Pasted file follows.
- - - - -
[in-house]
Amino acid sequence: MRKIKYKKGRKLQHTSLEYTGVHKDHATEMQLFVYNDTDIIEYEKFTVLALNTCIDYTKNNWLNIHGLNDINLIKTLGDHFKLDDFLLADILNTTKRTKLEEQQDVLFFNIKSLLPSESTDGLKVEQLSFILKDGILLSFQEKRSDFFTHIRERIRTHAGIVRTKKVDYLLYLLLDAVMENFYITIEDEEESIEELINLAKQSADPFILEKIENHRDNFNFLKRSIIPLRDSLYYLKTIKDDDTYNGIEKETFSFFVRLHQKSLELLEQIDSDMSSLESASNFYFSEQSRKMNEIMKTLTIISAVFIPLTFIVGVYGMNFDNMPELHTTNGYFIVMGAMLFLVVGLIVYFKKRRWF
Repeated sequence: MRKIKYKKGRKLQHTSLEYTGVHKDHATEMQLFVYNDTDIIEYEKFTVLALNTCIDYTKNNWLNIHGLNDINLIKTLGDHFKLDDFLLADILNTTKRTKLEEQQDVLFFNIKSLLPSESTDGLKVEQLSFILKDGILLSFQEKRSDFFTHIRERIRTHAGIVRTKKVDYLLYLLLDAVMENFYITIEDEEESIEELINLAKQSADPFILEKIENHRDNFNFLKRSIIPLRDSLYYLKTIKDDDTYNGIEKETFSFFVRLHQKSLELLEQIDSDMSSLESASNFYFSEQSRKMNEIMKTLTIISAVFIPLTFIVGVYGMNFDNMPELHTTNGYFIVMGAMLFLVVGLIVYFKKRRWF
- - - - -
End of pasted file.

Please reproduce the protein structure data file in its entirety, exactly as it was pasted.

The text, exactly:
[in-house]
Amino acid sequence: MRKIKYKKGRKLQHTSLEYTGVHKDHATEMQLFVYNDTDIIEYEKFTVLALNTCIDYTKNNWLNIHGLNDINLIKTLGDHFKLDDFLLADILNTTKRTKLEEQQDVLFFNIKSLLPSESTDGLKVEQLSFILKDGILLSFQEKRSDFFTHIRERIRTHAGIVRTKKVDYLLYLLLDAVMENFYITIEDEEESIEELINLAKQSADPFILEKIENHRDNFNFLKRSIIPLRDSLYYLKTIKDDDTYNGIEKETFSFFVRLHQKSLELLEQIDSDMSSLESASNFYFSEQSRKMNEIMKTLTIISAVFIPLTFIVGVYGMNFDNMPELHTTNGYFIVMGAMLFLVVGLIVYFKKRRWF
Repeated sequence: MRKIKYKKGRKLQHTSLEYTGVHKDHATEMQLFVYNDTDIIEYEKFTVLALNTCIDYTKNNWLNIHGLNDINLIKTLGDHFKLDDFLLADILNTTKRTKLEEQQDVLFFNIKSLLPSESTDGLKVEQLSFILKDGILLSFQEKRSDFFTHIRERIRTHAGIVRTKKVDYLLYLLLDAVMENFYITIEDEEESIEELINLAKQSADPFILEKIENHRDNFNFLKRSIIPLRDSLYYLKTIKDDDTYNGIEKETFSFFVRLHQKSLELLEQIDSDMSSLESASNFYFSEQSRKMNEIMKTLTIISAVFIPLTFIVGVYGMNFDNMPELHTTNGYFIVMGAMLFLVVGLIVYFKKRRWF